Step 3: Asking Students to Host
The host can make or break a podcast. The host is the facilitator and is key to asking great questions, pulling out unique insights, and making the audio content relatable to the audience listening.
We know students influence students the most and they tend to trust other student opinions, so before taking the reigns (of yet another project), consider giving students full reigns in organizing and hosting to see what they come up with.
Every once in awhile, consider a guest host (advisor, professor, or another campus figure) and evaluate how that may impact the engagement of the podcast.
Step 4: Finding Guests to Interview
You have a major opportunity to get students to listen to campus leaders they may not otherwise hear from. Utilizing a podcast medium to hear from leaders is a great way to build campus culture and address student concerns and celebrations.
Individuals you may want to consider on a podcast include:
- Campus President, Vice President for Student Affairs, or Dean of Students
- Club and organization student leaders
- Club and organization advisors
- Dining hall representatives
- Maintenance crew or janitorial staff
- Institutional alumni
Think of student and staff influencers who offer unique insight and can create more value for your podcast. Give students multiple reasons to tune in, listen, and an opportunity to think deeply about on-campus resources, opportunities, and people!
Step 5: Outlining the Podcast
We actually found a podcast on how to best outline a podcast (meta, we know).
Check out, “Using Great Outlines to Keep Your Listener’s Attention” by Aaron Dowd aka The Podcast Dude.
Additionally, we found an example outline from voices.com that offers a great visual outline to consider for your team organizing the podcast:
Show intro monologue (who you are, what you’re going to talk about): 30-60 seconds
Intro music jingle (repeat for each show so listeners identify the jingle with your show): 30-60 seconds
Topic 1: 3 minutes
Topic 2: 3 minutes
Interlude (music or break): 30 seconds
Topic 3: 3 minutes
Topic 4: 3 minutes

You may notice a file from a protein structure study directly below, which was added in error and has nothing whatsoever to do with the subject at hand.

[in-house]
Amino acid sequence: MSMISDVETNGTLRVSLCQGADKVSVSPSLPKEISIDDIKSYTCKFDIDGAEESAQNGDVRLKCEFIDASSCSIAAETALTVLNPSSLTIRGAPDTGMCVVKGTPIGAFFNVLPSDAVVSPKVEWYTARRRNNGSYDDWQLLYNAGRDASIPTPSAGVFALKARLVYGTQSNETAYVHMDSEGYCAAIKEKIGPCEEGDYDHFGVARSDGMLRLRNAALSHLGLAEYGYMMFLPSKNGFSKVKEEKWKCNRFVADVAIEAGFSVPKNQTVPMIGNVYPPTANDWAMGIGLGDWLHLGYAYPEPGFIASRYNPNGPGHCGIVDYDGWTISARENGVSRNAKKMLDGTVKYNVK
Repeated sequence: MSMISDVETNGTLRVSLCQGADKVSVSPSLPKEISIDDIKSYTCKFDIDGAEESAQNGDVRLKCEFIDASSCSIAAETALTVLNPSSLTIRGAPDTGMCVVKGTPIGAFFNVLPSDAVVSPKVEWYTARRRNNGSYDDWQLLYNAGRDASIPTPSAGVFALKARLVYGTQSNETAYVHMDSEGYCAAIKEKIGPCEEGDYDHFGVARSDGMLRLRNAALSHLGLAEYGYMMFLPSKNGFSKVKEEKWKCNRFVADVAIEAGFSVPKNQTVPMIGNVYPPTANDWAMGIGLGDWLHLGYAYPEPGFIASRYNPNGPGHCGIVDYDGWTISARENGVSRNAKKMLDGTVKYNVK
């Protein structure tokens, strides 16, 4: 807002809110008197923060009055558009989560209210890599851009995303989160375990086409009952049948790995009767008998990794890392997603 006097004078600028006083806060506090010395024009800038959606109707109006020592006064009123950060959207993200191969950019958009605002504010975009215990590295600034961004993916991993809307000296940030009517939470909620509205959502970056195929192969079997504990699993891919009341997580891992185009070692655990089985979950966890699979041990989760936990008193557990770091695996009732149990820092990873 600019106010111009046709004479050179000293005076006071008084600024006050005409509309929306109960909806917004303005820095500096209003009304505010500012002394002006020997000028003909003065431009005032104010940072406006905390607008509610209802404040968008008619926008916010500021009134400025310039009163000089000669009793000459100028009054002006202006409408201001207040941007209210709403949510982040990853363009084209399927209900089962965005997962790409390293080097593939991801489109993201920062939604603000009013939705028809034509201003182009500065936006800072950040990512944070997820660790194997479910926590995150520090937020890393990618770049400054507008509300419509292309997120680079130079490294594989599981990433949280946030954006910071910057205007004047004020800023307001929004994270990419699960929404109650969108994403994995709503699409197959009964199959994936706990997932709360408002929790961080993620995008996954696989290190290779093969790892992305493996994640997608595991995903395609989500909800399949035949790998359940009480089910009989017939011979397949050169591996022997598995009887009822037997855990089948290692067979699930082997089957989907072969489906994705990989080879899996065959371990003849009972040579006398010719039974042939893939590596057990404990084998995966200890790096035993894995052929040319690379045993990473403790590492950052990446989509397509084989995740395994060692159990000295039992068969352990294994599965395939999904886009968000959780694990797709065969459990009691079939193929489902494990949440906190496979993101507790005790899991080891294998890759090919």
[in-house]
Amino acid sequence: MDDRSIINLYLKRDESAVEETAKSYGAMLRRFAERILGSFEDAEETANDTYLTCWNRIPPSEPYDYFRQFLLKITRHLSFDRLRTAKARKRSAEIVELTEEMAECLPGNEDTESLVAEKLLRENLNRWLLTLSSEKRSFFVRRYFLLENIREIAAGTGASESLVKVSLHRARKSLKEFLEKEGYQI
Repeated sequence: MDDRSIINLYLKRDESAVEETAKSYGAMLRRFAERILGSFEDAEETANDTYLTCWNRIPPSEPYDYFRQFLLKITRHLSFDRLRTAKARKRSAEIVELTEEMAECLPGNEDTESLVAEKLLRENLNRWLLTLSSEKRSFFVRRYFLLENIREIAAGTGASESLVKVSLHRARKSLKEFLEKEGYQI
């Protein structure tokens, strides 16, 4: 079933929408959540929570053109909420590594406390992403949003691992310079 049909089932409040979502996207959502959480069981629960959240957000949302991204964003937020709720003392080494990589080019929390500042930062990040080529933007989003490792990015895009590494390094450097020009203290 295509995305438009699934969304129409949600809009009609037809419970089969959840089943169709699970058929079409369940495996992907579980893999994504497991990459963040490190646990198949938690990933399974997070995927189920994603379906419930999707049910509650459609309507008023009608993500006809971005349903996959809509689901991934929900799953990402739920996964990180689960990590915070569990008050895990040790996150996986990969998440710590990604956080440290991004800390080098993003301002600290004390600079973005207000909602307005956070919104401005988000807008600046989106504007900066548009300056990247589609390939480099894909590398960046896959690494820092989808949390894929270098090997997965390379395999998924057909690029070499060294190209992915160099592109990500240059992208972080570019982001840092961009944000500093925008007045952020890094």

Closing remarks (thank audience, thank guests, talk about the next show): 2 minutes
Closing music jingle (suggest same as Intro music jingle): 2 minutes
Step 6: Recording the Podcast
Depending on your budget, you can technically do a podcast for free, but the more you invest in software, tools, and technology the higher quality the end product will be.
This isn’t the top to-do to worry about, but it is an important one since people need to be able to hear you talking and find your podcast. After reviewing multiple guides and processes online, we realize there’s no ‘perfect’ way to podcast. Especially since your own podcast processes will be determined by budget, campus stakeholders, and time you can put aside for this student engagement project.
Here are some high quality tools & tips to consider when recording your podcast:
- After testing out your microphone, determine if you need a professional microphone that will create a high quality recording.
- If you’re chatting with someone from afar, consider utilizing an application called Skype (as a calling method) and utilize the software Ecamm (Mac users) or VodBurner (PC users), both run $15-$30, which allows you to video or audio recorder for Skype. This way, you’ll be able to record your conversation stress-free ?
- If you’re recording in-person, utilize a microphone in a silent room that won’t pick up on background noise.
- Most people use headphones despite being in a quiet room. Sometimes computers like to produce an echo. It’s best to create a test segment to make sure you’re eliminating an echo and providing your audience with a clear recording.
- Edit your podcast with software like Garageband (Mac users) or Audacity (PC users).
Step 7: Creating Community
Of course, there would be no podcast without a community to listen!
The ultimate goal of creating a podcast is to reinforce your student engagement strategy and help students feel like they belong. Use social media platforms, e-mail, and word-of-mouth to get the word out about your new initiative.
Podcasting reaches a new community of students that may not have been engaged previously. Expect celebrations and constructive feedback in this new venture. Listening to your existing (and new) community and continuously improving makes your community stronger and will ensure you’re creating the best audio content for students.
We wish you the best in starting your own student engagement podcast.
We’d love to hear your advice, lessons you’ve learned through podcasting, how to make the most of them, and anything we might have missed!